Should We Colonize Other Planets? ADAM MORTON
In September 2016, famous entrepreneur Elon Musk announced plans for the gradual colonization of Mars. As humans continue to degrade and destroy our planet’s resources, leading to predictions of total ecological collapse, some now suggest that a human colony elsewhere may be our species’ best hope for survival. In this sharply argued book, philosopher Adam Morton examines these extraterrestrial colonization plans with a critical eye. Reflecting compassionately on the nature of existence, Morton argues that we should treat the end of the human race in the same way that we treat our own deaths: as something sad but ultimately inevitable. The Earth will perish one day, and in the end, we should be more concerned with securing the future of intelligent beings than the preservation of our species, which represents but a nanosecond in the history of our solar system. ADAM MORTON is Visiting Emeritus Professor in the Department of Philosophy at the University of British Columbia.
Series: New Human Frontiers
190 x 124mm | 140 pages | September 2018
HB | 978-1-5095-2511-9 £35.00 | $45.00 | €44.90 PB | 978-1-5095-2512-6
£9.99 | $12.95 | €12.90
Artifictional Intelligence Against Humanity’s Surrender to Computers HARRY COLLINS
Will computers ever become so intelligent as to render humans obsolete and even enslave us? Collins argues we are getting ahead of ourselves, caught up in fantastical images dreamt up in fictional portrayals. The greater present danger is that we lose sight of the real limitations of artificial intelligence and readily enslave ourselves to stupid computers: the “Surrender.” Recent startling successes in machine intelligence using a technique called “deep learning” seem to blur the line between human and machine. However, by dissecting the intricacies of language use and meaning, Collins shows we have a long way to go before we fail to distinguish between the social understanding of humans and computers. When the stakes are so high, we need to set the bar higher: to redefine “intelligence” and recognize its inherent social basis. Only if machine learning succeeds on this count can we congratulate ourselves for having produced artificial intelligence. HARRY COLLINS is a Fellow of the British Academy, and Distinguished Research Professor in the School of Social Sciences at Cardiff University.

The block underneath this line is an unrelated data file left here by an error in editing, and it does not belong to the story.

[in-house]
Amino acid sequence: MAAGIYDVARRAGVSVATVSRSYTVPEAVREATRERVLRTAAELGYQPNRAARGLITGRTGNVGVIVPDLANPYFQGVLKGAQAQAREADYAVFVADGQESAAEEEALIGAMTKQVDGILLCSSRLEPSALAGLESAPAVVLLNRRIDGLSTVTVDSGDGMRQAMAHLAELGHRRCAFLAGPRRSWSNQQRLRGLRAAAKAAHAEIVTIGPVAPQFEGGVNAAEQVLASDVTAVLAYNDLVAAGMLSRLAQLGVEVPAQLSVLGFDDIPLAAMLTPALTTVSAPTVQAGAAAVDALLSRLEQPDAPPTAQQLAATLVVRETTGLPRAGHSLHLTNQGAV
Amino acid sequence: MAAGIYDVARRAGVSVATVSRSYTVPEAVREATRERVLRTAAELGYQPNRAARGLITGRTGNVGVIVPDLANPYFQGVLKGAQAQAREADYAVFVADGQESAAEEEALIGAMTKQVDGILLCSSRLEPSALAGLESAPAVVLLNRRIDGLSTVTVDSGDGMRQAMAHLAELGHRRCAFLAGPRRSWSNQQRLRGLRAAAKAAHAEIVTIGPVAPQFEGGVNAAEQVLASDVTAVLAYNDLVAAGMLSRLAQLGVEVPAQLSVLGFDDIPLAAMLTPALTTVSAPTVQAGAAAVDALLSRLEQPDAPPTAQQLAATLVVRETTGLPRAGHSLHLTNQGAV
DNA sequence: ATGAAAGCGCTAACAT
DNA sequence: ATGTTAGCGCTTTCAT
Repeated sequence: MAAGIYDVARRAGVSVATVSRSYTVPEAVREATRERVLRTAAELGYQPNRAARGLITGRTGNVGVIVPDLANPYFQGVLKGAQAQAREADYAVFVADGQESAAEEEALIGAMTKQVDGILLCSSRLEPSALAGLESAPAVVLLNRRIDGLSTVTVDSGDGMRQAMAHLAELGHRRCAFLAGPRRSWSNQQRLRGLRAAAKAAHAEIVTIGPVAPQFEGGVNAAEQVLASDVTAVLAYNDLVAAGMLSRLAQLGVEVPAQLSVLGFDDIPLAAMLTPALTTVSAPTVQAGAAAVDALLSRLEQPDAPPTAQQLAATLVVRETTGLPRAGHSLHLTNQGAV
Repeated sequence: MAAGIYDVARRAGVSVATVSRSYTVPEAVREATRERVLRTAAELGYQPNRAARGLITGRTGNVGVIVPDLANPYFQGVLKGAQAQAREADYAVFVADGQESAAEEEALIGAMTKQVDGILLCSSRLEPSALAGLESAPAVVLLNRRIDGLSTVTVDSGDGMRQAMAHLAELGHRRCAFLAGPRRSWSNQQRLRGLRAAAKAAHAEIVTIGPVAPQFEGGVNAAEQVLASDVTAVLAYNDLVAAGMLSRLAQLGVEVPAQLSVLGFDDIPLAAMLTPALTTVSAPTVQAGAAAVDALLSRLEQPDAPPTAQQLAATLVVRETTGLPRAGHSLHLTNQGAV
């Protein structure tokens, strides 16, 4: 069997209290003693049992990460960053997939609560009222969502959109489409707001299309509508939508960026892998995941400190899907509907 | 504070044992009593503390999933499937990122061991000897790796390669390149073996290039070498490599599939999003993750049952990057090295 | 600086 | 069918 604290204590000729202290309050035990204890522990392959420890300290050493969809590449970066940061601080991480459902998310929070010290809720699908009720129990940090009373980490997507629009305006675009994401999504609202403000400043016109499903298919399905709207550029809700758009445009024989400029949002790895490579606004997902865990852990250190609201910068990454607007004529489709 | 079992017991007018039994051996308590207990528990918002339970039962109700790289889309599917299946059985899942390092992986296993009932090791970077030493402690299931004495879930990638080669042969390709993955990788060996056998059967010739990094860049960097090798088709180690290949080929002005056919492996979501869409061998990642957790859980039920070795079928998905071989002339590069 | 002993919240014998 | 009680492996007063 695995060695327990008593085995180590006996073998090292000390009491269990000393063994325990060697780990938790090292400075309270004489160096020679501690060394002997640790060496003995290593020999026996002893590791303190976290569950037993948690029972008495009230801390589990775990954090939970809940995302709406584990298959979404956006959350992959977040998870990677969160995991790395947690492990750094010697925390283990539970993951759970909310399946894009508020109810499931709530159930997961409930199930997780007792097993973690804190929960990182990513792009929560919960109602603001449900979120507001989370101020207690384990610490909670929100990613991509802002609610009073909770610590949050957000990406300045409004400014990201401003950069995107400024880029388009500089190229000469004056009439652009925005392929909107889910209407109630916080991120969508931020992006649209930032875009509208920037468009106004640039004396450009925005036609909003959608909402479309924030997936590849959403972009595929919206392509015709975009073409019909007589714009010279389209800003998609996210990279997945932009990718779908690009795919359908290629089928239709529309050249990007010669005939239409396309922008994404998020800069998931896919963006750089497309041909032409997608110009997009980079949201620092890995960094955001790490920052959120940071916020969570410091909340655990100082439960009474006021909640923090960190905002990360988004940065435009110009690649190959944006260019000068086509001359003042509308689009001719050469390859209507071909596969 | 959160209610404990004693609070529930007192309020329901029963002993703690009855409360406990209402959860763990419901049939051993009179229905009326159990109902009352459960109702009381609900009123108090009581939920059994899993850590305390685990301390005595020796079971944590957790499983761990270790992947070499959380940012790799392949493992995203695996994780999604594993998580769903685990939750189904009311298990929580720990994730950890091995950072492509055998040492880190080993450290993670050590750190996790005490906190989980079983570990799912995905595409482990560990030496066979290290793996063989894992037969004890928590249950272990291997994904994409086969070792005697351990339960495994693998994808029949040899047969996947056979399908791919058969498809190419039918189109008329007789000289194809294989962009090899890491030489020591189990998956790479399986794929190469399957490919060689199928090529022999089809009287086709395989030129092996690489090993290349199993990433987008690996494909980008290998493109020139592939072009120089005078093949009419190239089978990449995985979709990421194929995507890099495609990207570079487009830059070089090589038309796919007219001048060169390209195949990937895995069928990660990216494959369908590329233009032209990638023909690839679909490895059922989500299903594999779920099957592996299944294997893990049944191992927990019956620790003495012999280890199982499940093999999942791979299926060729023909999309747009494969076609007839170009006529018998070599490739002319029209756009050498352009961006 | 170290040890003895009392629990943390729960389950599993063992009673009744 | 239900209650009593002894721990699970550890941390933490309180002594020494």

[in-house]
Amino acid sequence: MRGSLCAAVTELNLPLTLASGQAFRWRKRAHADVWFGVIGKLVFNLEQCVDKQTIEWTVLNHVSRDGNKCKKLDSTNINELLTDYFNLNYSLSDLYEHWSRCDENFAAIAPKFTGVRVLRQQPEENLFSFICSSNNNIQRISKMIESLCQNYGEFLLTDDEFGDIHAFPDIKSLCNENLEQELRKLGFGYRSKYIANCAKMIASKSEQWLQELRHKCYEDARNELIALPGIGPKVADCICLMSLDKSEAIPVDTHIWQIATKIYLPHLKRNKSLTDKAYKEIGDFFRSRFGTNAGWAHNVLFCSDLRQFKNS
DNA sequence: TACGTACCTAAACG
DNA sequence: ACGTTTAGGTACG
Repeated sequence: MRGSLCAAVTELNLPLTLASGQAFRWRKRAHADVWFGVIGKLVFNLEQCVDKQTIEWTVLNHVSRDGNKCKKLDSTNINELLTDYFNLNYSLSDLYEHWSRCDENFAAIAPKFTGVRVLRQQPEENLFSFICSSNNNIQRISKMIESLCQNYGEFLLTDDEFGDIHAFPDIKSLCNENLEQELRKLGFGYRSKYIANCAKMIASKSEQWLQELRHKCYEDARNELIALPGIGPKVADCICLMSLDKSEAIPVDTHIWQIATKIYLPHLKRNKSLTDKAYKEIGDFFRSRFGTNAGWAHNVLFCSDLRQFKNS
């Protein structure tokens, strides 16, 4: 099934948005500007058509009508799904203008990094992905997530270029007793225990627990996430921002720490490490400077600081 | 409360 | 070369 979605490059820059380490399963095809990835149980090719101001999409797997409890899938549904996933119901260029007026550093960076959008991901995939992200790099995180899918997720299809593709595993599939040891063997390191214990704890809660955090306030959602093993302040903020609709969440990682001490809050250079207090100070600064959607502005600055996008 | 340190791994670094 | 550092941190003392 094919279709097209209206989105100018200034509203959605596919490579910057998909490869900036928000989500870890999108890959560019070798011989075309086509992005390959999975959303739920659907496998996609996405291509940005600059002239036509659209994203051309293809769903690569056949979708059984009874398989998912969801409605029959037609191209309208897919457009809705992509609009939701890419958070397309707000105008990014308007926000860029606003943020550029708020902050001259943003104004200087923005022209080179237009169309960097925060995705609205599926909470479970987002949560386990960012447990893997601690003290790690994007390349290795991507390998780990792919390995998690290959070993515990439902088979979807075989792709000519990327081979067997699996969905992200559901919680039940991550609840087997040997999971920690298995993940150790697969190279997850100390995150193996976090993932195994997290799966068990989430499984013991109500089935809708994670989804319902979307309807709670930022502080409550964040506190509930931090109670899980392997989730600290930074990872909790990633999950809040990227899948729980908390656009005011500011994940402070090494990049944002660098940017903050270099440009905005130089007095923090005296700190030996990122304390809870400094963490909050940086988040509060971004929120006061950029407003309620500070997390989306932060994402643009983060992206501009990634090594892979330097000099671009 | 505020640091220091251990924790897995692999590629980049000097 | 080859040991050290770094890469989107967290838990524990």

210 x 140mm | 232 pages | September 2018
HB | 978-1-5095-0411-4 £50.00 | $64.95 | €65.90 PB | 978-1-5095-0412-1 £15.99 | $22.95 | €20.90